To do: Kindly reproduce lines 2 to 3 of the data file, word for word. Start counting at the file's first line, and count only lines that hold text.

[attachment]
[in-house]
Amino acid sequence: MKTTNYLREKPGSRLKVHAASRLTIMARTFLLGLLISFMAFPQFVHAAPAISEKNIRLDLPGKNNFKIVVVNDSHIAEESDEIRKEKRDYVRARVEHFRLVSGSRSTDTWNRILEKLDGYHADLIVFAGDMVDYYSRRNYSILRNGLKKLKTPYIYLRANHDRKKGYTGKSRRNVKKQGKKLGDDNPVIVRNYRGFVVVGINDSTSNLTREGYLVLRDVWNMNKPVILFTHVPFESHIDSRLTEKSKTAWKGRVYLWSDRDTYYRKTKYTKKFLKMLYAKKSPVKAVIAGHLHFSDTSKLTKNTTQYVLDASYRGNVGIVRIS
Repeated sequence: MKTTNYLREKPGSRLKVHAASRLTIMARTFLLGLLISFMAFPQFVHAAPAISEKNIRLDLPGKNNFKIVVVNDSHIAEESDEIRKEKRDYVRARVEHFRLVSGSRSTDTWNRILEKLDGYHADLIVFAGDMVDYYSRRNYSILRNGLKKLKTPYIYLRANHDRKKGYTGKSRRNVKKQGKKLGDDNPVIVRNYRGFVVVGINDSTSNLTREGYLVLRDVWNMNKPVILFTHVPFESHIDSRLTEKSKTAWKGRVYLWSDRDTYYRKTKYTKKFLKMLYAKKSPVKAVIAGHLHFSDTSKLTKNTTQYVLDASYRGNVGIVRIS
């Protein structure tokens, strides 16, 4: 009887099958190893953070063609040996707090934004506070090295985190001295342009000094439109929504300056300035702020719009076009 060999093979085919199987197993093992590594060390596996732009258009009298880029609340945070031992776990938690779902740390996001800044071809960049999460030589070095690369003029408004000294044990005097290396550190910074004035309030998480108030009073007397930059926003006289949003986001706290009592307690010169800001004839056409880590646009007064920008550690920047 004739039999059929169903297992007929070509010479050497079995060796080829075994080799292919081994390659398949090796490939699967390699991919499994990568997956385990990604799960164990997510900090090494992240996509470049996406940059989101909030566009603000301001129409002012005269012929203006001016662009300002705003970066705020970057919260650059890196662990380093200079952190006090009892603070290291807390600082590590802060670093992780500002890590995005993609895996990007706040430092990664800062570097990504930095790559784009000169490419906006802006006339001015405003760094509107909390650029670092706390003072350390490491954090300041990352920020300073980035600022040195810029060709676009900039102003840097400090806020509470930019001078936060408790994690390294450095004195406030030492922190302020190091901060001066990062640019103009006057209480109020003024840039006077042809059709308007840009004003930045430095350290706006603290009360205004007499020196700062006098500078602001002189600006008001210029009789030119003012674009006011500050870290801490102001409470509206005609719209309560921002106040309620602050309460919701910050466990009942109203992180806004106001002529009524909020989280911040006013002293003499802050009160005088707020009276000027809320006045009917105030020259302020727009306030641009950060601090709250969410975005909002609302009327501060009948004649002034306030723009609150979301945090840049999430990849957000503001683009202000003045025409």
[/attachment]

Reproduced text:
Amino acid sequence: MKTTNYLREKPGSRLKVHAASRLTIMARTFLLGLLISFMAFPQFVHAAPAISEKNIRLDLPGKNNFKIVVVNDSHIAEESDEIRKEKRDYVRARVEHFRLVSGSRSTDTWNRILEKLDGYHADLIVFAGDMVDYYSRRNYSILRNGLKKLKTPYIYLRANHDRKKGYTGKSRRNVKKQGKKLGDDNPVIVRNYRGFVVVGINDSTSNLTREGYLVLRDVWNMNKPVILFTHVPFESHIDSRLTEKSKTAWKGRVYLWSDRDTYYRKTKYTKKFLKMLYAKKSPVKAVIAGHLHFSDTSKLTKNTTQYVLDASYRGNVGIVRIS
Repeated sequence: MKTTNYLREKPGSRLKVHAASRLTIMARTFLLGLLISFMAFPQFVHAAPAISEKNIRLDLPGKNNFKIVVVNDSHIAEESDEIRKEKRDYVRARVEHFRLVSGSRSTDTWNRILEKLDGYHADLIVFAGDMVDYYSRRNYSILRNGLKKLKTPYIYLRANHDRKKGYTGKSRRNVKKQGKKLGDDNPVIVRNYRGFVVVGINDSTSNLTREGYLVLRDVWNMNKPVILFTHVPFESHIDSRLTEKSKTAWKGRVYLWSDRDTYYRKTKYTKKFLKMLYAKKSPVKAVIAGHLHFSDTSKLTKNTTQYVLDASYRGNVGIVRIS